A fantastic performance from Yan. Sandhagen gave him absolutely everything he had inside the Octagon, but Yan handled it all and found ways to break his opponent down over the back half of the fight. Even with that, Sandhagen made the last round razor close. But that performance only reaffirms what was already pretty apparent from Yan’s fight with Aljamain Sterling, that the Russian is the best bantamweight in the world right now. Few MMA fighters are as capable of striking in all phases the way Yan can. He can fight off the front foot, fight off the back foot, from range, in the pocket, or in the clinch. He’s a brutally difficult fighter to deconstruct. I get that he’s not interested in re-matching Sterling, but it is the first fight the UFC should try to make. TJ Dillashaw is a fine replacement if Sterling isn’t ready soon, otherwise book Yan vs. Sterling. Putting that fight truly to rest and unifying the belts is the first thing UFC should be looking to do.
Two incredibly competitive outings in three title/contender bouts from Sandhagen (one of which he arguably won), but the Elevation Fight Team product is nonetheless struggling to cross the bridge from contender to champ. Early on here, he had plenty of success with his high volume, creative output behind a constant, pawing jab. But once Yan started to read the patterns in his footwork, he landed the kind of pure power shots that Sandhagen just couldn’t match. Still, there are plenty of top tier fights I’d love to see Sandhagen get atop the featherweight division.
A bout against the Font/Aldo loser would thrill, or there’s the possibilty of a Dillashaw rematch. Further down, opponents like Dominick Cruz, or Marlon Vera (should he beat Frankie Edgar) would both be solid options as well. If I thought Dillashaw would actually take that rematch booking, I’d lean hard on that as my first option here. But, I very much doubt he’d be interested. So I’ll say Sandhagen vs. the Font/Aldo loser is a top quality action bout that should satisfy everyone’s thirst for more violent thrillers.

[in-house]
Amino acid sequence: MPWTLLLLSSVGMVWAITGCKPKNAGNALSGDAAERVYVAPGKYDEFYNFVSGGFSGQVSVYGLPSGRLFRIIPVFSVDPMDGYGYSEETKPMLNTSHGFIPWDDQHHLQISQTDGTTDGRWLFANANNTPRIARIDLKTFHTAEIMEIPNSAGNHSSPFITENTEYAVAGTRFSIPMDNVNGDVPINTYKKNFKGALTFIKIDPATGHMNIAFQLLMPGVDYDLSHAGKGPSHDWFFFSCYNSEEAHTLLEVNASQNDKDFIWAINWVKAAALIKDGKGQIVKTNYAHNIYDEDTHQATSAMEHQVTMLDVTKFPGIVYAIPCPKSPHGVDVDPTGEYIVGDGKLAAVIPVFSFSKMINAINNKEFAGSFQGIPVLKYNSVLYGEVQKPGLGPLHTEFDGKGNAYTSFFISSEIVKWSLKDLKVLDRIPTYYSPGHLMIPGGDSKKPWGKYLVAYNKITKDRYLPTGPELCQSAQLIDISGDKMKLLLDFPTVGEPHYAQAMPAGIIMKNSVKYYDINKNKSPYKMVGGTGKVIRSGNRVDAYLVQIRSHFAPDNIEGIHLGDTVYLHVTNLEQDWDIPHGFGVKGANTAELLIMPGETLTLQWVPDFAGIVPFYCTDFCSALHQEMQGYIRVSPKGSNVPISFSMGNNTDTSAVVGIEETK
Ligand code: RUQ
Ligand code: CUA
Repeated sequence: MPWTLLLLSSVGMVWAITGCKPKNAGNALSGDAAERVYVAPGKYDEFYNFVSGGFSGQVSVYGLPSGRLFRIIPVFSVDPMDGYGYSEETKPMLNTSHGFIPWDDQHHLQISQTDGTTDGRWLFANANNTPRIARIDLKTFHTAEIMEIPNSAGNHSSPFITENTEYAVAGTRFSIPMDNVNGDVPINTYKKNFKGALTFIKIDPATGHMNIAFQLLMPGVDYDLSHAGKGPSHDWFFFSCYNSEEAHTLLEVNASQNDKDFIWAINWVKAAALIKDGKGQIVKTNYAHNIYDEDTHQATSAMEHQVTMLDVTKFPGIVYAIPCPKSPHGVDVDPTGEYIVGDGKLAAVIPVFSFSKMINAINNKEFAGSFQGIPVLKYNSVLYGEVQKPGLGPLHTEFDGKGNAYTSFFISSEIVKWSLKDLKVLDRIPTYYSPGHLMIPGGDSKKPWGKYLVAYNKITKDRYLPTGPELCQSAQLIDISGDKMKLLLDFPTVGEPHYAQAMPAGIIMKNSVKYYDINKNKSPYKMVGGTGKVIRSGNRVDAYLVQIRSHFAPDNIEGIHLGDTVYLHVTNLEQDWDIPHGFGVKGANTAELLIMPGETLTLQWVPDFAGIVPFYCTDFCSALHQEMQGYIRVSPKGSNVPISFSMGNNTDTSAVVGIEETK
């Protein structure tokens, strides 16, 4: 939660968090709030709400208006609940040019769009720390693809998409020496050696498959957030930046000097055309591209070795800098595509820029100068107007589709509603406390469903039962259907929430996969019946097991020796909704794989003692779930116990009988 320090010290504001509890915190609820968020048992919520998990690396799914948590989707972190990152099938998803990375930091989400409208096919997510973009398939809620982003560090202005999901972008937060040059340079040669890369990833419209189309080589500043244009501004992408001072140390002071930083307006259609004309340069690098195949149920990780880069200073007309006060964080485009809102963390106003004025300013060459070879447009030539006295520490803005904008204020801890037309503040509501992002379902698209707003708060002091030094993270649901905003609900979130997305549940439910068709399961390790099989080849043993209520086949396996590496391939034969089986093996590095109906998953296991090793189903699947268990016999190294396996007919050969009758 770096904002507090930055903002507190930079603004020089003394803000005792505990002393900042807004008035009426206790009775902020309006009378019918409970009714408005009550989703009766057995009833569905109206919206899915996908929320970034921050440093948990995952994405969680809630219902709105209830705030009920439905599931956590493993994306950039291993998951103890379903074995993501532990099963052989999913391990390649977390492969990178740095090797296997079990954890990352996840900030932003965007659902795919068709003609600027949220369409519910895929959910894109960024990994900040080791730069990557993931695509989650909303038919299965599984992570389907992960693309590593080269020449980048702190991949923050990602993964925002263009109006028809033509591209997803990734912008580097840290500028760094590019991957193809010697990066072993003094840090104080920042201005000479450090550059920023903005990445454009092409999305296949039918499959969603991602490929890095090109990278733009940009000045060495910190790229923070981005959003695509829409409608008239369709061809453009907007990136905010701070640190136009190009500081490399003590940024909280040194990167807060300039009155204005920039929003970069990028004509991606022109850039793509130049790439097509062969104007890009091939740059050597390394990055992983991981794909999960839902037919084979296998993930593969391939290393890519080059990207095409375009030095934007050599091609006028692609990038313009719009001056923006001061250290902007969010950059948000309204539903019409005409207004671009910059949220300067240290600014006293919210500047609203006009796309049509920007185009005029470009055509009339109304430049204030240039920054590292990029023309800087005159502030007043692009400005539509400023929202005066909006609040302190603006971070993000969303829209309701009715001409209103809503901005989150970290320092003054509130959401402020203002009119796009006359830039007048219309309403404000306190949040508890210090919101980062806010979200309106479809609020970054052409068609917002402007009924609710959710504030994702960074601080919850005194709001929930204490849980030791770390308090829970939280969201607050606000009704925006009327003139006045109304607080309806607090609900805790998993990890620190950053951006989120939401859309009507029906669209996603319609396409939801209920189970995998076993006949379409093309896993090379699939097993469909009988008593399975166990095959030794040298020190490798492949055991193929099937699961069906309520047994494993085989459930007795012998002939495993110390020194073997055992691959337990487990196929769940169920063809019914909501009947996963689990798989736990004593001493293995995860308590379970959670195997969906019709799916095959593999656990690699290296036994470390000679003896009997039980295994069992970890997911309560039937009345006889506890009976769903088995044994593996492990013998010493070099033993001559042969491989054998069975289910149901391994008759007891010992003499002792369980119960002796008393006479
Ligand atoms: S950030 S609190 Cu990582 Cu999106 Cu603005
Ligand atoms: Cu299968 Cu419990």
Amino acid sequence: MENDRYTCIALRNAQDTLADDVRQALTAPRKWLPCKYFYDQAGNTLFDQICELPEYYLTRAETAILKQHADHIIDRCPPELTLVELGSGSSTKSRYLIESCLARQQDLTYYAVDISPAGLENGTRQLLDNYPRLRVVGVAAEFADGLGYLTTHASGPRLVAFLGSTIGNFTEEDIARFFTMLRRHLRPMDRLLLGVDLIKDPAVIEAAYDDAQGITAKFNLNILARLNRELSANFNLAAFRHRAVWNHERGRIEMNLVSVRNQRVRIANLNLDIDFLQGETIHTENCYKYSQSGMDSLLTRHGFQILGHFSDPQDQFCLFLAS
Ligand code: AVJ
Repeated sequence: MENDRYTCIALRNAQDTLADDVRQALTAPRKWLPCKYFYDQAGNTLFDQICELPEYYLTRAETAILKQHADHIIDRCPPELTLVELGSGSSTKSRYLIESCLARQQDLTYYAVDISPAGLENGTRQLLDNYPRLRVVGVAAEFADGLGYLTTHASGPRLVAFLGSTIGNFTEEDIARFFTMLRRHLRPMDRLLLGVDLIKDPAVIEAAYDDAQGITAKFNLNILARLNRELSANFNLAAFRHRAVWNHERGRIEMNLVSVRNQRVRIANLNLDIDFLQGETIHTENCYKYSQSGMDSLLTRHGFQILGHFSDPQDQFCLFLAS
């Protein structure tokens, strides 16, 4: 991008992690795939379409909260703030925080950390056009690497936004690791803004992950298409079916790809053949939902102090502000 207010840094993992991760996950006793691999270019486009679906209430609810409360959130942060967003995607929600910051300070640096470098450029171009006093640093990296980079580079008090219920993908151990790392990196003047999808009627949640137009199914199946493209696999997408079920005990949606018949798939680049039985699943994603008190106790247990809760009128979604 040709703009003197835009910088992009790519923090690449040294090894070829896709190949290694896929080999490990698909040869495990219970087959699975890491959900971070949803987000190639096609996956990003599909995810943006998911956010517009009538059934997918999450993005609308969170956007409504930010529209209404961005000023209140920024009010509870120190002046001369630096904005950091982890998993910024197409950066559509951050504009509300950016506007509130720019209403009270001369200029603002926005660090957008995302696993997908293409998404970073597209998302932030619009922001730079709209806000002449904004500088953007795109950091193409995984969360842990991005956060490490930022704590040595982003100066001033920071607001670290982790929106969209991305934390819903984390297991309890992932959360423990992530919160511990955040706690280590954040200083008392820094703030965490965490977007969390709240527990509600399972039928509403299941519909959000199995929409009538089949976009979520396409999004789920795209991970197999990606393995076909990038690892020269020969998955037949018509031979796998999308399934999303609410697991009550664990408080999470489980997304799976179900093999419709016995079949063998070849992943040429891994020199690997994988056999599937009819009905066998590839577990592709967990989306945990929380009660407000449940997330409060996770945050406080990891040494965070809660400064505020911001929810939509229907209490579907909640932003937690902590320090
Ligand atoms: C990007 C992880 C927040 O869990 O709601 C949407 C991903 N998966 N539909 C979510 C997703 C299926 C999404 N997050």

If the book on Makhachev earlier in his career was that he was more dominant than he was dangerous, the Dagestani is re-writing that narrative in a hurry. Back to back submission wins, and an especially dominant showing against Hooker here, have him looking every bit the part of a title contender. Unfortunately for him, that Michael Chandler vs. Justin Gaethje fight coming up also looks like a surefire top contender’s bout. Makhachev unquestionably deserves the nod, but whether or not he gets one from the UFC could very well just be a matter of timing or sales numbers. Islam Makhachev vs. the Oliveira vs. Poirier winner is the fight Makhachev deserves. If that can’t happen, however, book him against Beneil Dariush. With the way Dariush has been fighting lately, that should be a war.
Not a pretty fight from Volkov. Tybura spent a lot of it leaning on him, looking for takedowns—and the combination of that clinch grappling along with Tybura’s insistent pressure really seemed to wear on the Russian. Still, he gritted out the victory, and keeps his spot as a firm fixture in the heavyweight top ten. That could mean bouts against Jairzinho Rozenstruik, Chris Daukaus, or Tom Aspinall. Volkov already has losses to Blaydes and Lewis and I don’t see Stipe giving him a bout, so his opportunities to fight dudes ahead of him are pretty limited. Which is why I’ll go ahead and say the UFC should book Volkov vs. Rozenstruik. I know ‘Bigi Boy’ is coming off a loss, but if Volkov approaches him like he did Tybura here, it seems like he’s primed to walk into some serious power punches. Volkov vs. Rozenstruik is a solid heavyweight striking battle, and a chance for either man to try and find a way further up the rankings.